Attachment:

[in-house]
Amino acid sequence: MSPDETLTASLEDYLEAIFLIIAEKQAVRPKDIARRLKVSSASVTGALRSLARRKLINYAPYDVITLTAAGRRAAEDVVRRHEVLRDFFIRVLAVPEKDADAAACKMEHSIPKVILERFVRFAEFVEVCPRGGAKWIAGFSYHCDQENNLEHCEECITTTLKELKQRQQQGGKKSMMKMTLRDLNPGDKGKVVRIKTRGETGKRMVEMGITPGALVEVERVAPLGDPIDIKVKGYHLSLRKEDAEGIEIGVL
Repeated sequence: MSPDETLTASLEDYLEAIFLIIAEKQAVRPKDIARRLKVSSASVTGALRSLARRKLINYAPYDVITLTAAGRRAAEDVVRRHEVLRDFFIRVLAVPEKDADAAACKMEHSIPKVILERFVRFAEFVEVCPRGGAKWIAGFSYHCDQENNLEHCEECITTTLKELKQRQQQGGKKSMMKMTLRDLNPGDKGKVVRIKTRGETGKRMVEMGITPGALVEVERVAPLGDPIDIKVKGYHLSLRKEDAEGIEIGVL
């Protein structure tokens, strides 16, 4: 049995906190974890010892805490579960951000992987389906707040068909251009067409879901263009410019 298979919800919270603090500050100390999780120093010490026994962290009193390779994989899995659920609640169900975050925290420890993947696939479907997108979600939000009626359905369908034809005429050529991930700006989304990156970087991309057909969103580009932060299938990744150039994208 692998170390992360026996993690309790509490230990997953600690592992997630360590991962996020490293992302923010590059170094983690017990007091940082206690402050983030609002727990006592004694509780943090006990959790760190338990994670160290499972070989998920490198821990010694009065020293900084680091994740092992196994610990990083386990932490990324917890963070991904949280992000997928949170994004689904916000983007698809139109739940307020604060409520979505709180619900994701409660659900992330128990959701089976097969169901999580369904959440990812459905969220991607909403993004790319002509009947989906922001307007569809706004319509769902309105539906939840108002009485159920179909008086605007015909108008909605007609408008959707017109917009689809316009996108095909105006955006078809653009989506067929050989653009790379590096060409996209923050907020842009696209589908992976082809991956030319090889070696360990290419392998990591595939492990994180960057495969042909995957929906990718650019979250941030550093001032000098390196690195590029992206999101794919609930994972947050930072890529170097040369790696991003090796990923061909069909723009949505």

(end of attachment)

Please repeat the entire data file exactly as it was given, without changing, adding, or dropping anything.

[in-house]
Amino acid sequence: MSPDETLTASLEDYLEAIFLIIAEKQAVRPKDIARRLKVSSASVTGALRSLARRKLINYAPYDVITLTAAGRRAAEDVVRRHEVLRDFFIRVLAVPEKDADAAACKMEHSIPKVILERFVRFAEFVEVCPRGGAKWIAGFSYHCDQENNLEHCEECITTTLKELKQRQQQGGKKSMMKMTLRDLNPGDKGKVVRIKTRGETGKRMVEMGITPGALVEVERVAPLGDPIDIKVKGYHLSLRKEDAEGIEIGVL
Repeated sequence: MSPDETLTASLEDYLEAIFLIIAEKQAVRPKDIARRLKVSSASVTGALRSLARRKLINYAPYDVITLTAAGRRAAEDVVRRHEVLRDFFIRVLAVPEKDADAAACKMEHSIPKVILERFVRFAEFVEVCPRGGAKWIAGFSYHCDQENNLEHCEECITTTLKELKQRQQQGGKKSMMKMTLRDLNPGDKGKVVRIKTRGETGKRMVEMGITPGALVEVERVAPLGDPIDIKVKGYHLSLRKEDAEGIEIGVL
């Protein structure tokens, strides 16, 4: 049995906190974890010892805490579960951000992987389906707040068909251009067409879901263009410019 298979919800919270603090500050100390999780120093010490026994962290009193390779994989899995659920609640169900975050925290420890993947696939479907997108979600939000009626359905369908034809005429050529991930700006989304990156970087991309057909969103580009932060299938990744150039994208 692998170390992360026996993690309790509490230990997953600690592992997630360590991962996020490293992302923010590059170094983690017990007091940082206690402050983030609002727990006592004694509780943090006990959790760190338990994670160290499972070989998920490198821990010694009065020293900084680091994740092992196994610990990083386990932490990324917890963070991904949280992000997928949170994004689904916000983007698809139109739940307020604060409520979505709180619900994701409660659900992330128990959701089976097969169901999580369904959440990812459905969220991607909403993004790319002509009947989906922001307007569809706004319509769902309105539906939840108002009485159920179909008086605007015909108008909605007609408008959707017109917009689809316009996108095909105006955006078809653009989506067929050989653009790379590096060409996209923050907020842009696209589908992976082809991956030319090889070696360990290419392998990591595939492990994180960057495969042909995957929906990718650019979250941030550093001032000098390196690195590029992206999101794919609930994972947050930072890529170097040369790696991003090796990923061909069909723009949505």